5. Target the stage of the sales funnel.
Not only can your customers be segmented into different target groups, but they are also at different stages along their buying journeys. For example, someone who needs your product but isn’t yet aware of your brand isn’t ready to skip right to product selection and pricing. Know where customers are along the journey and craft the right message to hit them at the right time.
Sound complicated? It doesn’t have to be, and you don’t need to go it alone. Give us a call!
3 Approaches to Measuring Results
When you invest in any marketing effort, you want to know if it’s working. There are many approaches to results measurement, and the right choice for any marketing campaign will depend on your marketing goals. For numerous marketers, response rates are the first measurement they use. But there are other measures that are more telling.
Let’s look at three of them.
- CPL (cost per lead). When you are developing a mail campaign, it’s easy to focus on the price per piece. It’s hard for personalized mailers to compete with high-volume static mail on a cost basis, but everything changes when you look at what your program costs per lead.
If you mail 100,000 postcards at $.25 each (including postage), that’s a project cost of $25,000. If that campaign achieves a 1% response rate, that’s 250 leads at the cost of $100 per lead. On the other hand, if you mail 25,000 personalized mailers at $1.00 each, that is still a project cost of $25,000. However, if you achieve a 12% response rate, that’s 3,000 leads. Now your cost per lead drops to $8.33!
- CPS (cost per sale). Not all leads translate into sales. To find out what it costs you to actually close a sale, divide the number of people who make a purchase into your total costs. If only 33% of respondents to the above campaign make a purchase, for example, your cost per sale is $300 for the static campaign, while for the personalized campaign, it is $25.00.
- LCV (lifetime customer value). The value of the sale often goes beyond the initial purchase. If personalized communications woo the buyer of one automaker to another, and if that customer becomes loyal to that brand, the return on investment from that mailing piece includes the value of every car purchased by that customer over his or her lifetime. This is an important metric for marketers of long-term purchases, such as automobiles, financial products, and insurance.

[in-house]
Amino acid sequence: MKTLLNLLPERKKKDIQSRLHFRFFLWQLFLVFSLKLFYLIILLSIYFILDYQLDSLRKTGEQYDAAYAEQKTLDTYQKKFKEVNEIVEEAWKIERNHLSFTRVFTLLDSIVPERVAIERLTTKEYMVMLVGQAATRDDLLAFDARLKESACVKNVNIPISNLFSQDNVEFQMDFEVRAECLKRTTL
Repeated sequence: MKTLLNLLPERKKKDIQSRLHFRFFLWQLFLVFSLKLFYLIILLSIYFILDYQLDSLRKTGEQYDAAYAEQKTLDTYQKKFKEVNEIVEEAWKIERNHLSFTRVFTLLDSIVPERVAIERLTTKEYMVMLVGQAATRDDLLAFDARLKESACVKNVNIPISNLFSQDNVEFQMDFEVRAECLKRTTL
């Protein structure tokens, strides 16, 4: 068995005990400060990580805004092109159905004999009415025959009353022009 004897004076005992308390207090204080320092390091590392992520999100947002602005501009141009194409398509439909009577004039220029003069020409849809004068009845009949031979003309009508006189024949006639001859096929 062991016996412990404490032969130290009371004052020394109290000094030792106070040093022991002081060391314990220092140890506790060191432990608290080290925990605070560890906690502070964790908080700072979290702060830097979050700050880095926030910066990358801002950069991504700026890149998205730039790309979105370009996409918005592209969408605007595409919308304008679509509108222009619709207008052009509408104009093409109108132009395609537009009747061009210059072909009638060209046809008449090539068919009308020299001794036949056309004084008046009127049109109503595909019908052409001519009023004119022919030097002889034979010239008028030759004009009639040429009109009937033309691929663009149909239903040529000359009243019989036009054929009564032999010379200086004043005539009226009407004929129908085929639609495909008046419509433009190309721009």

The bottom line? Before you measure your results in any print campaign, make sure you understand all of the available measuring sticks, then use the one(s) that are the most meaningful to you.
Want More Donations? Choose Print!
For nonprofits, every dollar they spend on overhead, administration, and marketing is a dollar not spent on their mission. Not surprisingly, there is an intense focus on which marketing channels are most effective. So which channel works best for nonprofits? A study by YouGov provides the answer: direct mail. In a survey of more than 1,150 U.S adults, YouGov found the following:
One-fifth (21%) of respondents said that a direct mail solicitation prompted them to make their most recent donation. This is higher than for any other channel.
Older donors (55+) are most likely to respond to direct mail. One-quarter made their last gift in response to a mailing. Among 18-34-year-olds, this drops to 14%.
Lower-income households are among the most motivated by direct mail. Nearly one-third of those earning $40,000 per year or less responded to direct mail for their last donation. Among those earning $80,000+ per year, this drops to 18%.
Only 12% of donors report being prompted to make their last gift by something they heard about on the radio, on TV, or in print.
Even fewer (10%) were prompted by email.